I was fortunate enough to hear him talk in Brisbane a few years ago and I was very impressed. Throughout my degree in the Built Environment I was taught about how to make our cities more sustainable, safe, connected and equal, but in the real world nothing gets done.
I remember him talking about being offered a lot of money to create roads; instead of taking this money he set up a bus system and bikeway paths. He gave priority to the poorer people in the city and is quoted as saying, “A bikeway is a symbol that shows that a citizen on a $30 bicycle is equally important as a citizen on a $30,000 car."
He also promoted designing for children as a first priority. He felt that if a city was successful for children, than it will be successful for all people.
One of his fantastic ideas was to implement a car free day in the city in 2001. It was so successful that it is still continuing. By doing this, “Peñalosa hoped to demonstrate the possibilities and benefits of alternative forms of transportation, encouraged people to bike and walk, and combated the stigma associated with bicycles as “vehicles of the poor”.” (from <u>http://www.pps.org/articles/epenalosa-2/</u> )
He explains the event, “"Every Sunday we close 120 kilometers of roads to motor vehicles for seven hours. A million and a half people of all ages and incomes come out to ride bicycles, jog, and simply gather with others in community." (from<u>http://en.wikipedia.org/wiki/Enrique_Pe%C3%B1alosa</u> )
Some great quotes from him are:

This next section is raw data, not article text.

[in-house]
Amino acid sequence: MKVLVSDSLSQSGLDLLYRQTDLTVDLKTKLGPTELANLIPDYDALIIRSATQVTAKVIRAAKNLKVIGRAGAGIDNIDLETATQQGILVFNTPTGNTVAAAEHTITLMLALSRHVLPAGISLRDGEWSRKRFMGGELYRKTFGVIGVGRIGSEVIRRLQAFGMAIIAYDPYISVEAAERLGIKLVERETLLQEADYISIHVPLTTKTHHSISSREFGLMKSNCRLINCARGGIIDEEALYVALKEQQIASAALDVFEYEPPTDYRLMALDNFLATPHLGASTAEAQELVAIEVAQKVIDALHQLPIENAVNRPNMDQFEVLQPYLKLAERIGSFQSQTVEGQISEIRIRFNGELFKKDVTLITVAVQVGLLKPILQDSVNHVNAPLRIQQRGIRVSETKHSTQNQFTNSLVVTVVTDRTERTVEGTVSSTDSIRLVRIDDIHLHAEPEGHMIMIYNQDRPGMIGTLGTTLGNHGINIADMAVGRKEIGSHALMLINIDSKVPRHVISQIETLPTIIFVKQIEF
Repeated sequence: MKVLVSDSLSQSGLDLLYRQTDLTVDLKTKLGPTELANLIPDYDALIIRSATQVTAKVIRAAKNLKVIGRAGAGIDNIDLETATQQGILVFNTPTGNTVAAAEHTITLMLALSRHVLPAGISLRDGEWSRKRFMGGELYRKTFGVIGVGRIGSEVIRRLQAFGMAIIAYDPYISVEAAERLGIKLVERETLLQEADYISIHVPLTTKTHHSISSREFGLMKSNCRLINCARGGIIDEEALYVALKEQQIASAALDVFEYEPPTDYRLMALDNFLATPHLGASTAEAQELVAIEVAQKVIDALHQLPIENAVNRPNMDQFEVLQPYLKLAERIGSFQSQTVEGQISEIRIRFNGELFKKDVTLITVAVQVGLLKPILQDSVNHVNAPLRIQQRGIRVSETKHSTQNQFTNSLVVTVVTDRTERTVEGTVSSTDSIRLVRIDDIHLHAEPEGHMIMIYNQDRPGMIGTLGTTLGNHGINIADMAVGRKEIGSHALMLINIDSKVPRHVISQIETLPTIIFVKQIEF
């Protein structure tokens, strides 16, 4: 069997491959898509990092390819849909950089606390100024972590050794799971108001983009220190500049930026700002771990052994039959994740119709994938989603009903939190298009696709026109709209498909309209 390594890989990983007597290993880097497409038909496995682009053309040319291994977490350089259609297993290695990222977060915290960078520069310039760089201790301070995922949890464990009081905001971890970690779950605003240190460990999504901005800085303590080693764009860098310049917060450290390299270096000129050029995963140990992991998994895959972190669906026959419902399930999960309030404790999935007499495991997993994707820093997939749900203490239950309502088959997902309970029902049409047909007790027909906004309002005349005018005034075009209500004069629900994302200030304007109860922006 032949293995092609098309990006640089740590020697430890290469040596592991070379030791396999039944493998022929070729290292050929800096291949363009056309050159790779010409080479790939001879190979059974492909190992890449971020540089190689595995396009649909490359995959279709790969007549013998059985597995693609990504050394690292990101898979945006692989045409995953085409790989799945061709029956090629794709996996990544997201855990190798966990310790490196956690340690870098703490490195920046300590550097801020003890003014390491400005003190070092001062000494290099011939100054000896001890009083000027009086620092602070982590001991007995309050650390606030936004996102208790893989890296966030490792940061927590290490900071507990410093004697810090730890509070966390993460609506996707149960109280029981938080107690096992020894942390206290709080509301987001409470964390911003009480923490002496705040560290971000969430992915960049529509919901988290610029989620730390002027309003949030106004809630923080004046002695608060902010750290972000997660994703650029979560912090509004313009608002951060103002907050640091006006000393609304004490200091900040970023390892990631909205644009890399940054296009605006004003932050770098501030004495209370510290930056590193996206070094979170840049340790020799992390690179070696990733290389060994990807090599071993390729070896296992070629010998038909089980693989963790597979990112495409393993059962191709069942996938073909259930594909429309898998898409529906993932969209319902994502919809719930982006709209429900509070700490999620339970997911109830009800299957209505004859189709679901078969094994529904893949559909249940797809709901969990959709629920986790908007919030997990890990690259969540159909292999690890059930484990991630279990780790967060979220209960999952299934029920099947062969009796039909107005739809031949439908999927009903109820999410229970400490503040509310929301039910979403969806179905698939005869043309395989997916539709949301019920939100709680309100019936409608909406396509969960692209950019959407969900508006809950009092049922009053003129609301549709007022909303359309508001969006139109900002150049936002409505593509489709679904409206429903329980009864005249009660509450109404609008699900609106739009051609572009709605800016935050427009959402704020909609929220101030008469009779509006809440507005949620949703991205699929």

“Public space is for living, doing business, kissing, and playing. Its value can’t be measured with economics or mathematics; it must be felt with the soul.” (from <u>http://www.pps.org/articles/epenalosa-2/</u> )
“The world’s environmental sustainability and quality of life depends to a large extent on what is done during the next few years in the Third World’s 22 mega-cities. There is still time to think different… there could be cities with as much public space for children as for cars, with a backbone of pedestrian streets, sidewalks and parks, supported by public transport.” (from <u>http://www.pps.org/articles/epenalosa-2/</u> )
“For the poor, the only alternative to television for their leisure time is the public space. For this reason, high- quality public pedestrian space, and parks in particular, are evidence of a true democracy at work.” (from <u>http://www.pps.org/articles/epenalosa-2/</u> )
“Over the past 40 years, environmentalism has created a culture of respect for the environment, but there’s much less clarity about the kind of environment that creates a happy child.” (from <u>http://www.pps.org/articles/epenalosa-2/</u> )
"All this (Bogotá's) pedestrian infrastructure shows respect for human dignity. We’re telling people, “You are important" (from<u>http://en.wikipedia.org/wiki/Enrique_Pe%C3%B1alosa</u>)
“We cannot continue to deceive ourselves thinking that to paint a little line on a road is a bike way. A bicycle way that is not safe for an 8-year old is not a bicycle way.”(from<u>http://en.wikipedia.org/wiki/Enrique_Pe%C3%B1alosa</u>)
I hope his respectful approach inspires you!